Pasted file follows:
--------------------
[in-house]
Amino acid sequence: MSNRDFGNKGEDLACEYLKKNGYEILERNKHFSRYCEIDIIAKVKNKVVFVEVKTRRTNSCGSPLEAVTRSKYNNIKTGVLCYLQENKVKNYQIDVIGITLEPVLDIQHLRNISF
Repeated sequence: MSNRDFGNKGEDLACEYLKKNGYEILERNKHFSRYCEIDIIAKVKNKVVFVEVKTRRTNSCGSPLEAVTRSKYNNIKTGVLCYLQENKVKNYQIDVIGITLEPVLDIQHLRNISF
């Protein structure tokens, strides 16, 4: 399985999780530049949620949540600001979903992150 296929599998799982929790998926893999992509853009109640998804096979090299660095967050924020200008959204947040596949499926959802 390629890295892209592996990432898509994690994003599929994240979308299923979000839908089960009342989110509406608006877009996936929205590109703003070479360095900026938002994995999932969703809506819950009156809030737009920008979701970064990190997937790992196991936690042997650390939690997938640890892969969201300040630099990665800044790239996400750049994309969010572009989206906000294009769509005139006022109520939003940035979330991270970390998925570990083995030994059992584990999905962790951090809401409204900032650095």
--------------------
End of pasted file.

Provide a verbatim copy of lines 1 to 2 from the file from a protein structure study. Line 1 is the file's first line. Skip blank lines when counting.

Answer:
[in-house]
Amino acid sequence: MSNRDFGNKGEDLACEYLKKNGYEILERNKHFSRYCEIDIIAKVKNKVVFVEVKTRRTNSCGSPLEAVTRSKYNNIKTGVLCYLQENKVKNYQIDVIGITLEPVLDIQHLRNISF